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Chicago hope back as Blackhawks returning to prominence

TORONTO - Chicago hope is back.

The Chicago Blackhawks, with just one playoff appearance in the past decade, look like they're finally learning how to win.

"I think so," said captain Jonathan Toews after the Hawks rallied for a 5-4 overtime victory over the host Toronto Maple Leafs on Saturday night.

"A game like that, especially when you fall behind early in the game, you have to find ways to come back, find ways to get energy, score goals on the power play or kill big penalties. And we did that tonight against a pretty solid team."

The Blackhawks, an Original Six club, fell on hard times in the late 1990s and basically became a forgotten entity in Chicago. A string of losing seasons and the fact the team wasn't shown on local television led to apathy in the fan base.

Chicago last qualified for the post-season in 2002 and the Hawks haven't won the Stanley Cup since the days of Bobby Hull and Stan Mikita in 1961. It's the longest Cup drought in the NHL.

Fortunately, the tough times of the past decade did bring a silver lining: high draft picks. Bolstered by first round selections such as Toews, Patrick Kane, Cam Barker and Brent Seabrook, the Hawks have a number of young, quality players and the opportunity for them to grow together as a team.

And finally, after a few years of false promise, the Hawks look like they're for real this season. At 10-4-5, they sit fourth overall in the highly competitive Western Conference.

Certainly, the recent returns have been good: a three-game road winning streak and an ability to score. Prior to beating the Leafs, Chicago nipped Phoenix 3-2 in a shootout last Tuesday and doubled Dallas 6-3 on Thursday.

"You want to win every game on your road trip, but we can't get too far ahead of ourselves," Toews said. "We've done that so far."

Chicago will get the chance to continue winning on the road, as the Hawks have three more away games before they get a home tilt. The six-game road stretch is the team's second-longest of the season; they also have an eight-game trip that begins in late January.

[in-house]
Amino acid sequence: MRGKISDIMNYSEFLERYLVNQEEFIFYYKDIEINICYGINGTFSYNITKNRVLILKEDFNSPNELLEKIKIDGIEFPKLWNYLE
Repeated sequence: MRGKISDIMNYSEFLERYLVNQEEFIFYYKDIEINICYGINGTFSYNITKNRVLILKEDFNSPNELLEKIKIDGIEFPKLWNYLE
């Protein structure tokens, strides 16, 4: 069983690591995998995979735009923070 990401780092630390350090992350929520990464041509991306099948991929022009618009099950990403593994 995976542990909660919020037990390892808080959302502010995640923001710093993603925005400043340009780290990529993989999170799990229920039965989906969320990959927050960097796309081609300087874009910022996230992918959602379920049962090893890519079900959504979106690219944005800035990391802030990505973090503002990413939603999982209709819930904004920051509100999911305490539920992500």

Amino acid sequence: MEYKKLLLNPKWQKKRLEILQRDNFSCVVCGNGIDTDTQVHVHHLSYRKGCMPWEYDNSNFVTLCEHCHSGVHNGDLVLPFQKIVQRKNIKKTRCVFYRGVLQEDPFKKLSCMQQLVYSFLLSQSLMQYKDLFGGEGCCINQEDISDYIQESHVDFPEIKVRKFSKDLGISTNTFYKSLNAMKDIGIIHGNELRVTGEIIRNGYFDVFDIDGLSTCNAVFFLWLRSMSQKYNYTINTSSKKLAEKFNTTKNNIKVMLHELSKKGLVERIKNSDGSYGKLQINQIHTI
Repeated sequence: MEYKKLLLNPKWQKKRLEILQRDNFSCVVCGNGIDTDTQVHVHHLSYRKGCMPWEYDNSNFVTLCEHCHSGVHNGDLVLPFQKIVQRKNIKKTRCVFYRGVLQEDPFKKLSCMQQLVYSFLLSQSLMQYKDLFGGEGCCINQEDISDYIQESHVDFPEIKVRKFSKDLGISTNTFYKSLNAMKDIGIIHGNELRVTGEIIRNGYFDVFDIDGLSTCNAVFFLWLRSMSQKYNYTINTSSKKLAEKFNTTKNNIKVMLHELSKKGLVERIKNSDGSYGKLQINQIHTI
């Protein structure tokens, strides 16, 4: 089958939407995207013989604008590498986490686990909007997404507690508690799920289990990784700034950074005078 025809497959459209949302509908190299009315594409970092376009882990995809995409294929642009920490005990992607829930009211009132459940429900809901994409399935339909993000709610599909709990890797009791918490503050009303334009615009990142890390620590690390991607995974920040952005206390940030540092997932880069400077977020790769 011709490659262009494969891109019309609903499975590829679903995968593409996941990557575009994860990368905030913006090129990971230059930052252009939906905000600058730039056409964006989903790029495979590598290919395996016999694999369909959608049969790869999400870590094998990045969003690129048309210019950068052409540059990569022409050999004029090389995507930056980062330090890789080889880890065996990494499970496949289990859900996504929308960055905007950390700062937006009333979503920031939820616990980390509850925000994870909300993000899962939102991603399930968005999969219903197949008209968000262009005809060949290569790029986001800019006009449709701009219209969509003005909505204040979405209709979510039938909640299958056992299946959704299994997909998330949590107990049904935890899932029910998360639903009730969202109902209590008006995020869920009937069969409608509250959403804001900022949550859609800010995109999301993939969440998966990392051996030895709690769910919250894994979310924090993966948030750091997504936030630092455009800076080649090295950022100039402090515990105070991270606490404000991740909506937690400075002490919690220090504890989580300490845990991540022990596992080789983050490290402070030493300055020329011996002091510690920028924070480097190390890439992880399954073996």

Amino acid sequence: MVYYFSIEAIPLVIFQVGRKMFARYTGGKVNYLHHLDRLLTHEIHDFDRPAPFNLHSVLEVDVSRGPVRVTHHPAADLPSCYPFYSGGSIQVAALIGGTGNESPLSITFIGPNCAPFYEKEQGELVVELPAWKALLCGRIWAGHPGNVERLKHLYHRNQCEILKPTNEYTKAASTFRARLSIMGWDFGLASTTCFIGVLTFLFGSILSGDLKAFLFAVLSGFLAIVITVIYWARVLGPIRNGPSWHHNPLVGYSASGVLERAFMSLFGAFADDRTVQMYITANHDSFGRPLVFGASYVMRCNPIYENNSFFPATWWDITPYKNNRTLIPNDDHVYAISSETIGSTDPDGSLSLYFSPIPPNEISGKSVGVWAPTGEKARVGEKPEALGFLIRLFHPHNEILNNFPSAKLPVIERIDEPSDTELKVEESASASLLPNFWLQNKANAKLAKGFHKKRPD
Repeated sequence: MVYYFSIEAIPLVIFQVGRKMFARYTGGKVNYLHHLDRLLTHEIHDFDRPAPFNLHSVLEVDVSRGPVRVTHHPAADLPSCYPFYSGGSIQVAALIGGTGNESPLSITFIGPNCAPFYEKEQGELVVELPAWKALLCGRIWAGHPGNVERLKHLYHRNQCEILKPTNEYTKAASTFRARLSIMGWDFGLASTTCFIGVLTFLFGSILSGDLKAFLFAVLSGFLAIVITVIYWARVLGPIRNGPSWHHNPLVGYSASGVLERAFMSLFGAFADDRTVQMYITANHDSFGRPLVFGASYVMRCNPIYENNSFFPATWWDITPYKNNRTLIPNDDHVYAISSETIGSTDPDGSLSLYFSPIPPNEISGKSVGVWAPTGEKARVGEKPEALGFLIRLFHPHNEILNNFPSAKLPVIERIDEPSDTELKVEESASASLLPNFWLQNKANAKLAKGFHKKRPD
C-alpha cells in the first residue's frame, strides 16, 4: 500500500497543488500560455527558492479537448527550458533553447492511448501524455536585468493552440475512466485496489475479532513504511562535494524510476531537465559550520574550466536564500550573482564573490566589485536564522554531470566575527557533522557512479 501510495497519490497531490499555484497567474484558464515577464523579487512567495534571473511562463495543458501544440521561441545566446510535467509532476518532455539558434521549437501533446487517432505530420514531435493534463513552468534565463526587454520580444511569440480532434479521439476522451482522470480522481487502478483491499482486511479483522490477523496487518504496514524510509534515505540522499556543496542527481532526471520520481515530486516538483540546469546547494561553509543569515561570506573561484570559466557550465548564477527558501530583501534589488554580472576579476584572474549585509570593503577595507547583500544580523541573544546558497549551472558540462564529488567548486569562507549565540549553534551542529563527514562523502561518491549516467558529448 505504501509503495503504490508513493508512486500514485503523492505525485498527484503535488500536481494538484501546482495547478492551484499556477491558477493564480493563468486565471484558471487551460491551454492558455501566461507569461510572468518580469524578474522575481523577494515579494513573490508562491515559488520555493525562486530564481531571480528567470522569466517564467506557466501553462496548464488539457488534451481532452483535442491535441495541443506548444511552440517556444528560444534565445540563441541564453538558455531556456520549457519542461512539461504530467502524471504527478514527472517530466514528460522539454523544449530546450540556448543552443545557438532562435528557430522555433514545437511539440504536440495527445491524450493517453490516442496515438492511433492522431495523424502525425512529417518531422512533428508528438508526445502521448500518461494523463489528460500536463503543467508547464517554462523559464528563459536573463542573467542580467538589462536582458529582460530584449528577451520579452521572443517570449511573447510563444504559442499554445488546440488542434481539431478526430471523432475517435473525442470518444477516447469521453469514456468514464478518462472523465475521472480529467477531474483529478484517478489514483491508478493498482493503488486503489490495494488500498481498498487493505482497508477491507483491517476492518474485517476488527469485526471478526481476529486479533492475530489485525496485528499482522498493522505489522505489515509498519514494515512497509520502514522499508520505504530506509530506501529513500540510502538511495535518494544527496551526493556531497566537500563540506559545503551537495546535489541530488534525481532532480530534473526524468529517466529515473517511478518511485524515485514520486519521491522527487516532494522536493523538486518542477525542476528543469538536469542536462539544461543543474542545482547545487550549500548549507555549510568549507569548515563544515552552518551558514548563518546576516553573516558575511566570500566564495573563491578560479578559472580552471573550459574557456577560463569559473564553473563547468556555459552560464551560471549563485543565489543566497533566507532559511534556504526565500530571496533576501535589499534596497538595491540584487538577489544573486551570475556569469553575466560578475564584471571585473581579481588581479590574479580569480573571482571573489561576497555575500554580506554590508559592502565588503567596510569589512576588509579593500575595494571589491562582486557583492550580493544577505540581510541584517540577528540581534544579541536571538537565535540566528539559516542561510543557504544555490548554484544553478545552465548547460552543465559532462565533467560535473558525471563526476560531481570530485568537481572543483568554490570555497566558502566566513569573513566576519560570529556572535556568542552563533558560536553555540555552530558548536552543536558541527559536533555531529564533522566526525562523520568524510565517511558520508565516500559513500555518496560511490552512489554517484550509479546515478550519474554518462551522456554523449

"We're certainly happy with the way things have gone, some tough buildings and an emotional win tonight," said coach Joel Quenneville, who took over behind the Hawks bench after the team started out 1-2-1 under Denis Savard.

"We want to create some momentum on the road and make sure we play the same way at home and on the road, and bring that enthusiasm. The last couple of games we've come back and we see that we're capable of doing things, I just think if we approach it more from the defensive side that it's going to complement our game.

"We want to make sure we're the ones setting the tempo of the game rather than reacting to the other team."

After years of being out of it, the Hawks are back in the game. And they sound like they won't be satisfied with merely returning to the NHL playoffs.

"(Winning) is only going to boost our confidence," Toews said. "Like I said, great teams don't get satisfied with what they've accomplished, they build on it and get better and that has to be our focus right now."

The coach agreed with his captain.

"We want to make sure we're the ones setting the tempo of the game," Quenneville said, "rather than reacting to the other team."



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